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Parents: modernism - cinema
Related: alienation trope - avant-garde film - art film - art house film - abstract film - structural film
The rise of cinema and "moving pictures" in the first decade of the 20th century gave Modernism an artform which was uniquely its own, but it was largely undervalued by the literary and art intelligentsia. [Aug 2006]
Compare: classical Hollywood - postmodern cinema
Modernist cinema is the cinematic form of modernism
Early modernist filmmakersThis list speaks of early modernist filmmakers. The word 'modern' should be understood as avant garde or experimental in this context. These are filmmakers that forsaked the laws of narrativity and approached cinema not to tell stories, but as a visual medium to depict non-representational "moving art", dreamlike sequences and "moving images for the sake of moving images" (much like MTV today).
Luis Bunuel & Salvador Dali | Rene Clair | Jean Cocteau | Maya Deren | Marcel Duchamp | Germaine Dulac | Viking Eggeling | Oskar Fischinger | Joris Ivens | Fernand Leger | Len Lye | Erno Metzner (aka Erno Marzner) | Norman Mclaren | Man Ray | Hans Richter | Walther Ruttmann | Harry Smith | Paul Strand | Jean Vigo --http://www.lib.berkeley.edu/MRC/pomo.html [Dec 2004]
Robert T. Self on modernist cinemaModernist cinema presupposes ... the world as splintered and centreless, meaning as imprecise and indeterminate, morality as divisive and illusory. It asserts that the human being is neither an autonomous individual nor a meaningful unity, but a process of divergent and contradictory forces, both internal and external. It suspects the power of communication in the face of human greed, alienation, estrangement, and self-destruction. [...]
A central strategy of modernist cinema is its effort to represent a true rather than an idealised reality. Its human figures are ordinary “people”, not literary “characters.” The behaviour of these people frequently seems motivated by unseen events and unknown causes and necessitates active audience participation in the closing of narrative gaps for the construction of meaning. Actions may prompt reactions but not in any logical or sequential way. Narrative order disappears. Narrative lines multiply. ...
Modernist narratives consequently develop fictions where story and plot time are fractured, where story reflects on its telling, where cause and effect are implicit, and where social identity is unstable and fragmented. --Robert T. Self in The Modernist Art Cinema of Robert Altman via http://www.sensesofcinema.com/contents/directors/05/altman.html [Aug 2006]
Modernism in cinema
The overall objective of the seminar MODERNISM IN THE CINEMA is to investigate how far and to what extent the category 'modernism' can be applied to film theory and film history. At the same time MODERNISM IN THE CINEMA will take a critical look at special modernist strategies that are attached to individual directors and historical modes of filmic expression and style.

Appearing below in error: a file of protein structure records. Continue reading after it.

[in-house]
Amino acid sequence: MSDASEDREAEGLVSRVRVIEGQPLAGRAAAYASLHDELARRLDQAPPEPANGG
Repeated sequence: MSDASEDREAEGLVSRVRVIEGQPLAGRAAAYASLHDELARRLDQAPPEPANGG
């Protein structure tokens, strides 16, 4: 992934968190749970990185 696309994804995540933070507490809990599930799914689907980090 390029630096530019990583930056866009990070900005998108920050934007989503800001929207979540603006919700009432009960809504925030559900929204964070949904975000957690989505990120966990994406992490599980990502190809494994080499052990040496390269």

In film studies modernist studies have not played any notable part in contrast to for instance literary history and art history. However, certain periods in film history (German expressionism) and a few movements (The avant-garde film in the twenties) have been seen as belonging to modernist currents. Yet to a considerable extent they have been determined by perspectives that either have their position outside film studies, or they have been seen as historical and well-defined periods.
The attempt of MODERNISM IN THE CINEMA is to investigate reasons for the missing involvement of modernism as a category for film, but more importantly to investigate if it is possible to establish actual studies in the relation between modernism and film. The seminar will shed light on different approaches to film and modernism, which will enrich the studies of film as well as of modernism. The seminar offers a critical investigation of the relations between cinematic representations, modes of experience and relation between film and reality. -- http://www.kommunikation.aau.dk/cfm/aktiviteter/seminar05.htm [Dec 2004]
The Modern Cinema and Narrativity
Published in Film Language: A Semiotics of the Cinema
Christian Metz in his essay The Modern Cinema and Narrativity indicated the characteristics of the modernist cinema:
1. Importance of director as an auteur or author.
3. Thought provoking
4. Emphasis on the structure of individual shots.
Masterpieces of Modernist Cinema (2006) - Ted Perry Marcus
Masterpieces of Modernist Cinema (2006) - Ted Perry [Amazon.com] [FR] [DE] [UK]
In Masterpieces of Modernist Cinema, prominent scholars consider well-known films that seem to stand alone in the history of cinema, without obvious precursors, and without progeny: The Cabinet of Dr. Caligari, L’âge d’or, and Last Year in Marienbad, to name a few. Such films appear to be sui generis and in some ways incomprehensible; but as these essays demonstrate, they are best understood within contexts beyond the world of cinema. Most were heavily influenced by some aspect of Modernism — Symbolism, Dada, Expressionism, Surrealism, Constructivism, Abstract Expressionism, Minimalism, etc.—but the social and political events of the period have left their mark on these films as well. The essays in this collection address individual films, exploring the place of each in the history of cinema and the history of ideas, ultimately rendering each comprehensible.